Volkswagen Beetle Road Test Review
by Martha Hindes
2012 Compact Car Buyer's Guide - Top 10 Picks
Take a look at the revised 2012 Volkswagen Beetle. It has a smile as wide as Texas. I guess you'd have to consider that a natural for an auto that helped revive the oh-so-cute attitude in the world of very small cars. The only difference is that in re-designed stance, this revised, third generation Beetle must have been to the gym. It's a bit more bulked up than its predecessor was for the past 14 or so years. VW calls it "sporty."
That change says a lot about the Beetle and where it is going in the future. Seems that this German-engineered heir to VW's seven-decade-old bug line has been subjected to claims it was too appealing to the distaff side and not enough to car guys. So it needed a fix, right? (That, of course, is discounting that women make the majority of all car buying decisions.)
With that, enter the next generation Beetle. The "New Beetle" designation that got too long in the tooth to mean anything is now gone. Instead, here's a "more masculine," "modern interpretation," "new original" bug, says VW. That comes from its longer, lower and wider body, head turning interior, 21st Century high tech amenities, and versions aimed at purists in four trim levels and at power-demanding turbo jocks.
That doesn't mean the Beetle has lost its bugginess. That undoubtedly will remain as long as it bears that name and styling is reminiscent of something that could crawl across your garden searching for lunch. It's just that VW has found a way to squish it down, expand its size, and give it a brawnier look while upping the basic guts underneath and material pleasures inside.
Style-wise, the Beetle has a more stretched appearance, with a longer hood, more inclined windshield slant and a more tapered rear replacing some of the roundness of before. That size change is evident inside, where snugly cuteness is replaced with more roominess and a long driver's seat track ideally suited to a 6-footer targeted male driver, despite the disappearance of the previous model's "cathedral ceiling."
A sunroof on our 2-door coupe test model was intriguing. You can crank the dial inside to open it in increments as a wind screen barrier rises in front and the clear top pops up and back over the roof. From the size of its glass slab, we had expected a panoramic opening over front and rear seats alike. It doesn't come close. The interior ceiling is a retractable sun-blocking mesh screen that still lets in daylight.
Inside, a former, funkier audio pod thankfully is gone and replaced with a sensible, usable and somewhat more intuitive control cluster that does a lot in a small space. (We say "somewhat" since the navigation system defied resetting the clock to daylight time or from a.m. to the correct p.m. We finally gave in to reading the manual and found its simple setup was behind the steering wheel.) The system could have used a backup camera to compensate for blind spots from the wide rear "C" pillars.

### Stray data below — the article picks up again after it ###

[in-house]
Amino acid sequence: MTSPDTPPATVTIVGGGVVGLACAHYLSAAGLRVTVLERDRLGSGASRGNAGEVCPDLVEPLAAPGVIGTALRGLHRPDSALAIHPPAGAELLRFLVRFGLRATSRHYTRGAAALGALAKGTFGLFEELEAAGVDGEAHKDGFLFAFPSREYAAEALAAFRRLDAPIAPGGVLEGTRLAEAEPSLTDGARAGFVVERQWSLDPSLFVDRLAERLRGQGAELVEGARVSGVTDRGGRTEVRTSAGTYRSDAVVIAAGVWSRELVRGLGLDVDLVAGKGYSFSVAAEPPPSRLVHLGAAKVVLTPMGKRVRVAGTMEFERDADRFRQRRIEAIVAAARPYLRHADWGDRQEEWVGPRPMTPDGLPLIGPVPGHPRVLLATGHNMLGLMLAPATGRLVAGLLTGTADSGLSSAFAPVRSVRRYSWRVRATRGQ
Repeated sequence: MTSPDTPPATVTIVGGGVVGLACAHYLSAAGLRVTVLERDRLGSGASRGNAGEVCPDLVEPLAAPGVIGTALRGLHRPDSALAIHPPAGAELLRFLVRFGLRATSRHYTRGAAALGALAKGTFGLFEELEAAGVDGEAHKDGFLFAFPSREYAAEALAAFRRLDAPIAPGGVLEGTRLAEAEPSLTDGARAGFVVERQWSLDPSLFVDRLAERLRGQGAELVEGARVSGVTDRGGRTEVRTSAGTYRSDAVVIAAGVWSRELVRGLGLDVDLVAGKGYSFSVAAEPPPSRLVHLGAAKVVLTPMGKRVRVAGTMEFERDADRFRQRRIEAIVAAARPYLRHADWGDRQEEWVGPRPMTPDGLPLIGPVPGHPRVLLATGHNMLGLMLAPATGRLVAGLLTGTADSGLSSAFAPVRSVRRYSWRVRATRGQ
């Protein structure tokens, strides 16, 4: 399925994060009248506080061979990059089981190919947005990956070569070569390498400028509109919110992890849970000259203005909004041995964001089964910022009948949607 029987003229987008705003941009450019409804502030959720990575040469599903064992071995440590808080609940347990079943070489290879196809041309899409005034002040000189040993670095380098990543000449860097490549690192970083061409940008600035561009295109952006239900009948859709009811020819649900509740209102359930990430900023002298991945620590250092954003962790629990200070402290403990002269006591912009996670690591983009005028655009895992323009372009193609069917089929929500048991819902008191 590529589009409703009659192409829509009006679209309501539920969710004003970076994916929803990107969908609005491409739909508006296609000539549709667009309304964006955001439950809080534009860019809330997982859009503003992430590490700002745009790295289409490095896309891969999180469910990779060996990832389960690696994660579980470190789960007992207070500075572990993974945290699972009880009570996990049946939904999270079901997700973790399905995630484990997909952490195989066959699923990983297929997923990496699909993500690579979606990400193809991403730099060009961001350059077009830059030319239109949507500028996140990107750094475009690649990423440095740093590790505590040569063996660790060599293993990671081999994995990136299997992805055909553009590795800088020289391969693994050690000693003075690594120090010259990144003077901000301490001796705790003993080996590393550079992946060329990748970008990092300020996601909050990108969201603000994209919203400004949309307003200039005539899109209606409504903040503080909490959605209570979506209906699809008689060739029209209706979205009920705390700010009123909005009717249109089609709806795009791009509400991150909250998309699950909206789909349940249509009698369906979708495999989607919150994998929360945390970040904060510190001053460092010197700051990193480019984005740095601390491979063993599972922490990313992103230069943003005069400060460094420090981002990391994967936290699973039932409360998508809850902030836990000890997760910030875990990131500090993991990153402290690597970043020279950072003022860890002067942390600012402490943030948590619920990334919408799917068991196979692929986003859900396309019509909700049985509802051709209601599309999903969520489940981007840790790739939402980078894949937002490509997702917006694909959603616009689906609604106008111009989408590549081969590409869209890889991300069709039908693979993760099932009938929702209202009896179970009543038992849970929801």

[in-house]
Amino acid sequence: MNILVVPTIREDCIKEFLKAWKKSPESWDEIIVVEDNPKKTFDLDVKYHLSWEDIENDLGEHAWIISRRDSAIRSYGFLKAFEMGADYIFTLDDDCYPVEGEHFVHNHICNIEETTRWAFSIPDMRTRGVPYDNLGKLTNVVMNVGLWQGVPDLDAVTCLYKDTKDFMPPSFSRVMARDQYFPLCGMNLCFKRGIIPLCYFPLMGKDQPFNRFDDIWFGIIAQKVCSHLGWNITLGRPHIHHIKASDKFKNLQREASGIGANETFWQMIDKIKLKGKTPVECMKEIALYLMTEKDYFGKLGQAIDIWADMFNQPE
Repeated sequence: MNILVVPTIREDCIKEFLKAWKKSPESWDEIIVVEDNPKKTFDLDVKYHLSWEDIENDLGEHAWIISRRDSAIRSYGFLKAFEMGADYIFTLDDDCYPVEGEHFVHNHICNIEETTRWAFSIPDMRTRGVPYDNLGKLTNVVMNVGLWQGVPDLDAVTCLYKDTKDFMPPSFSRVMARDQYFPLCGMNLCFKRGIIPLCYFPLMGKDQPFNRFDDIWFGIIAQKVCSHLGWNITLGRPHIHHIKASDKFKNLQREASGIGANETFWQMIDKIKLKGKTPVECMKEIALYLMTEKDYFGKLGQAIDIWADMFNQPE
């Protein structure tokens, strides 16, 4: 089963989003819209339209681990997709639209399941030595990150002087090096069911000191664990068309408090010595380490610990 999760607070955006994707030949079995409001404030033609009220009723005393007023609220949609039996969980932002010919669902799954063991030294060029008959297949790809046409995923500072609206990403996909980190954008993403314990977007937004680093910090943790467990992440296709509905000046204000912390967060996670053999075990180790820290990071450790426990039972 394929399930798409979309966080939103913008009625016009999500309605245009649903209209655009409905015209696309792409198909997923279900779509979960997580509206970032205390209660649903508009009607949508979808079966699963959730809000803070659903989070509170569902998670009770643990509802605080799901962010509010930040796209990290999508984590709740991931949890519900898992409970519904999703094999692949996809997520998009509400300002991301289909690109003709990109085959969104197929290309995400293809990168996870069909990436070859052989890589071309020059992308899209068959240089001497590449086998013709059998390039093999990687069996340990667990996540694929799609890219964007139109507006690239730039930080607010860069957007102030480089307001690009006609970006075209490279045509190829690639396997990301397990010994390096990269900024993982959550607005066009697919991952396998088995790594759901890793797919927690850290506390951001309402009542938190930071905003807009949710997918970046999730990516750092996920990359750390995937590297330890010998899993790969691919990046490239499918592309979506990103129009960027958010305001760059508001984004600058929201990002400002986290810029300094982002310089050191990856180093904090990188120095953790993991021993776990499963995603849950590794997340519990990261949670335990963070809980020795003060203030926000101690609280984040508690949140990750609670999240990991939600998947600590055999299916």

The 400-watt Fender entertainment system in our test model was acutely sensitive to dynamics, tone and other audio nuances. Even the proverbial whisper was clear as a bell. VW wisely left a demo disk in the CD changer to give the impact the moment we started up. Tweedy textured leatherette seating was comfortable and good looking. A smaller, second glove box above the expected one could hold as much as a pair of gloves, perhaps. The main one has USB access inside.
Where Beetles once sported hand crank windows, a rear air-cooled engine and frigid feet in winter from the lack of a sufficient heating system, such memories should sound exaggerated to the contemporary VW shopper. Keyless, key-sensitive entry and push button start are there. The hatch lid's locking mechanism is hidden under a chrome VW badge. It offers more storage room than expected, especially with rear seats folded down. It also could provide overhead rain protection to someone well-over six feet tall. (Another male thing.)
On the grunt factor side, what's under the hood always gets attention. While we won't call it brawny, our test model has more punch than its predecessor with a 2.5-liter, inline five-cylinder engine mated to a six-speed automatic that exudes 170-horsepower. Fuel economy numbers are 22/29, or 22/30 for the 2.0-liter, 200-HP turbocharged inline four (both automatics) Manual transmissions are available on all models.
During driving we found the "D" mode responsive but not overwhelming. Changing to "S" for sport gave it more guts and a lot more fun. Driving it doesn't feel at all undersized or compromising.
Before options pricing for the third gen basic 2.5-liter Beetle starts at $18,905 with four trim levels (Beetle, 2.5 Beetle, 2.5 Beetle with sunroof and 2.5 Beetle with sunroof, sound and Navigation (our test model) raising the price appropriately. The sport-minded Turbo kicks off at $23,395.
Of course, the bud vase by the steering wheel in this next generation Beetle is now history. Such touches would be anathema to the beefier side. But we noted the "smile" (front grille) feature at the beginning of this piece that extends well into the front fender areas for a rather sneaky effect. Even when you try to take the cute out of a car, someone always seems to find a way to leave some of it in. We think of that every time we smile back at it.
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